Back then we did not own a oven and we used a cast iron mould cooked over a hot charcoal stove. Making kuih bahulu is hard work if you do it the old way using a brass hand whisk. Can you imagine hand chomping away at the egg and sugar mixture? You need a lot of arm power.
|traditional brass hand whisk via|
I have never tried baking kuih bahulu before because nowadays you can just walk into a bakery and buy them. But as you know, I have suddenly awakened the baker in me and I have this desire to bake many, many things. Sometimes just to see if I can.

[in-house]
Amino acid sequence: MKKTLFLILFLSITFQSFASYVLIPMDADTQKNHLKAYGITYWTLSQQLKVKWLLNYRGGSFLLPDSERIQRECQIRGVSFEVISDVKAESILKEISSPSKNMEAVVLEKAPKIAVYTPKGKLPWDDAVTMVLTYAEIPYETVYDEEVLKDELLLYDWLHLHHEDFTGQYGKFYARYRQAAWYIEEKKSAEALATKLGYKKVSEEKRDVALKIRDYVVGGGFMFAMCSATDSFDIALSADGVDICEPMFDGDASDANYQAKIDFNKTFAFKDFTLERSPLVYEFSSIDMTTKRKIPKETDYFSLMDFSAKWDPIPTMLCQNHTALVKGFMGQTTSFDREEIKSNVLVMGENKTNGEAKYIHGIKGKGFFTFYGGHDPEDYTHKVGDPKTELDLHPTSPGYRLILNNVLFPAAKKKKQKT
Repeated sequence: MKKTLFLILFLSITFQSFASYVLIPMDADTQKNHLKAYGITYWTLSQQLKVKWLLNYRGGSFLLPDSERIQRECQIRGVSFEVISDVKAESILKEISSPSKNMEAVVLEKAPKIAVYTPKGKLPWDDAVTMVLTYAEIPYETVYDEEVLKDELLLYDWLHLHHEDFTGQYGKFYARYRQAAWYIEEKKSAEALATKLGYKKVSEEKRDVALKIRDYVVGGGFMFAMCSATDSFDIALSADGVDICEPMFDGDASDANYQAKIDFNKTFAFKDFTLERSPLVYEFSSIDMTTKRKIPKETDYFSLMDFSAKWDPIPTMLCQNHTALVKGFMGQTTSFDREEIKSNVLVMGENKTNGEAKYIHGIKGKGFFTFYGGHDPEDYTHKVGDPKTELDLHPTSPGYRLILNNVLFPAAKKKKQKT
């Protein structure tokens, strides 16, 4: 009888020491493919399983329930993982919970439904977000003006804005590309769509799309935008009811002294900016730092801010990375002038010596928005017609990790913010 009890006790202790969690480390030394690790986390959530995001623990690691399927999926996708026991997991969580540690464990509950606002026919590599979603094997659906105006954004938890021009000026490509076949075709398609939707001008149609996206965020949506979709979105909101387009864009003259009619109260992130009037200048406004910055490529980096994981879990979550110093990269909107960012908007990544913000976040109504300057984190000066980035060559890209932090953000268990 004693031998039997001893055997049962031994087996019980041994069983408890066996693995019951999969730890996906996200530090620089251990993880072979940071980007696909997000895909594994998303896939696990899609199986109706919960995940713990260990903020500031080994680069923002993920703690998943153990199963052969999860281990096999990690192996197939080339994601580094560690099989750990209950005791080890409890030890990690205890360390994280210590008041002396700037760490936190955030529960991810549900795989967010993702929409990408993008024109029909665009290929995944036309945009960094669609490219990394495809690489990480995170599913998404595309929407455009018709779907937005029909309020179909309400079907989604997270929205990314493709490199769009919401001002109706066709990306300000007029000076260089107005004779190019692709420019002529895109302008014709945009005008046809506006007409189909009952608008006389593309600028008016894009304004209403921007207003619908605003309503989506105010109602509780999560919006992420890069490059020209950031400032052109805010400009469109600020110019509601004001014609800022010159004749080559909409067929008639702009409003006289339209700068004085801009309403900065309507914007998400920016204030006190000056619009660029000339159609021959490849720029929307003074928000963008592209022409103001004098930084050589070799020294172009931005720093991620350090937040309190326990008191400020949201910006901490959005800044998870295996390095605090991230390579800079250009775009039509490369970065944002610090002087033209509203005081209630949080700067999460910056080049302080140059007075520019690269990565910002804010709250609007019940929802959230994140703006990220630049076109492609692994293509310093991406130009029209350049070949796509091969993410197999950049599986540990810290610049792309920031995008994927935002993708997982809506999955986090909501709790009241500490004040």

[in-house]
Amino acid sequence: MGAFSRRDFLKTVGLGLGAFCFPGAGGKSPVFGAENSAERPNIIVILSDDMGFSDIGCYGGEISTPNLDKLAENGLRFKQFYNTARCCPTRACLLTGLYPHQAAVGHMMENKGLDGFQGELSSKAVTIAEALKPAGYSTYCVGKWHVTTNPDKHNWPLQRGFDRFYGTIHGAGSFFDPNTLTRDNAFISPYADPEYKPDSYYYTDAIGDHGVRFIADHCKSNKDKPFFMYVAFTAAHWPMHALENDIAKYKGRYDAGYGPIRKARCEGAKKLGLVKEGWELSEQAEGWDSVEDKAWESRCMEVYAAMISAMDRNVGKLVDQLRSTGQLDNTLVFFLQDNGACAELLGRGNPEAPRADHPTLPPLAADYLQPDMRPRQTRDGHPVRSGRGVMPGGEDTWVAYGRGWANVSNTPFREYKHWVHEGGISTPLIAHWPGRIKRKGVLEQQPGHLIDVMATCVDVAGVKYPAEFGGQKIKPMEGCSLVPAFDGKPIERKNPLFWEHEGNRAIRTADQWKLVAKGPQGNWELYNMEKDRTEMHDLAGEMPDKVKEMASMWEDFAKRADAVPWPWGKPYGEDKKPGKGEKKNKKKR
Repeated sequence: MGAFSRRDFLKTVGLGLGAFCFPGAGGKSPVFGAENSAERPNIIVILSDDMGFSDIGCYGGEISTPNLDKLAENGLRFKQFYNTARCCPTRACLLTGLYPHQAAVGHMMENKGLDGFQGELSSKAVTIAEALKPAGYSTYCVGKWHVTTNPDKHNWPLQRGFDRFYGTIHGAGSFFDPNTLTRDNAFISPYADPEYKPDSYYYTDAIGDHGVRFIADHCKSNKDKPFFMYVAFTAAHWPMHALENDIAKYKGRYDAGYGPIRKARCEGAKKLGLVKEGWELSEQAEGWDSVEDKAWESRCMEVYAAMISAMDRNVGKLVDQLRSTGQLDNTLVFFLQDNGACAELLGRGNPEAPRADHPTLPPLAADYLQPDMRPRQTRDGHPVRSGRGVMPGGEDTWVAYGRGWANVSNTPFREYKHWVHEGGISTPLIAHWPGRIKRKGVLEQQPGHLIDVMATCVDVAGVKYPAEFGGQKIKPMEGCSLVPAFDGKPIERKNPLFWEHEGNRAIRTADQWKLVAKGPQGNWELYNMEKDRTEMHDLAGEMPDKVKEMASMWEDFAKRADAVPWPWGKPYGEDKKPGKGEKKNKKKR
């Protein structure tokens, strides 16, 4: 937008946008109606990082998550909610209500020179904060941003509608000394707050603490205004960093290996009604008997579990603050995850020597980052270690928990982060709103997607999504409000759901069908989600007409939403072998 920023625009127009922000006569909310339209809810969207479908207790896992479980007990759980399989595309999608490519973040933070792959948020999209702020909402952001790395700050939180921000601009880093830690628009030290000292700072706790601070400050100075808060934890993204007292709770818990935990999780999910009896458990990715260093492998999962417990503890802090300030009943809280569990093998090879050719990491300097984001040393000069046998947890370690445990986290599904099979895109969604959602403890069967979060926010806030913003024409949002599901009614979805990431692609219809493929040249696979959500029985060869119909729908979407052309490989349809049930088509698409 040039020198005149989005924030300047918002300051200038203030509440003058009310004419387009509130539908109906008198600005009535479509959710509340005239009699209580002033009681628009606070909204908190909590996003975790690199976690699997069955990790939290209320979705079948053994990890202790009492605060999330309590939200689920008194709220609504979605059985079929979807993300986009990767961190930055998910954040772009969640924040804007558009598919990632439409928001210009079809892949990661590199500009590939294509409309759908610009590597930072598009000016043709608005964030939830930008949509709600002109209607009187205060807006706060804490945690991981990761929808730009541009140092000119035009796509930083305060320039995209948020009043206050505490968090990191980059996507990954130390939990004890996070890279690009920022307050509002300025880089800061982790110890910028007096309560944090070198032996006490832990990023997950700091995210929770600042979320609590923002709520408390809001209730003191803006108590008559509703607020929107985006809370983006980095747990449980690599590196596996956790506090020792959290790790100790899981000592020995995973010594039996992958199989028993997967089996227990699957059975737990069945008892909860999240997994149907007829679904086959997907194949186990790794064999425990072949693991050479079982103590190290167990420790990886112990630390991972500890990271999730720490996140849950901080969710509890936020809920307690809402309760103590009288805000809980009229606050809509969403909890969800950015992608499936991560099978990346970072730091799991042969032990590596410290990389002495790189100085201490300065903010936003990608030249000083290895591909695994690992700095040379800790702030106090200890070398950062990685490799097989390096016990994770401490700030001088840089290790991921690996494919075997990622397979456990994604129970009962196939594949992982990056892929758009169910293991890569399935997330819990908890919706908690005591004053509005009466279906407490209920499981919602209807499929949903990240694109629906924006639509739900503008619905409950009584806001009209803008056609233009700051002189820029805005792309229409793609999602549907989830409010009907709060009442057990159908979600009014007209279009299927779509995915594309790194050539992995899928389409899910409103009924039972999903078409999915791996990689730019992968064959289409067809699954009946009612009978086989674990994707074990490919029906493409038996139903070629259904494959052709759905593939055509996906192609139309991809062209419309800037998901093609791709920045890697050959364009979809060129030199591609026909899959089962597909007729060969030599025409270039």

Kuih Bahulu met the brief mostly because my son loves to eat them. He is a very picky eater and doesn't really enjoy eating many things. At the risk of destroying his love for kuih bahulu, I attempted to make a batch for him to enjoy. I watched several youtube videos and read a few blogs and finally followed the recipe on this one. Based on the recipe, assuming the eggs weighed 50g (nett), then it is 1:1 ratio for eggs and sugar. I was interested to see how that might work out.
|my Philips beaters|
|after flour was added|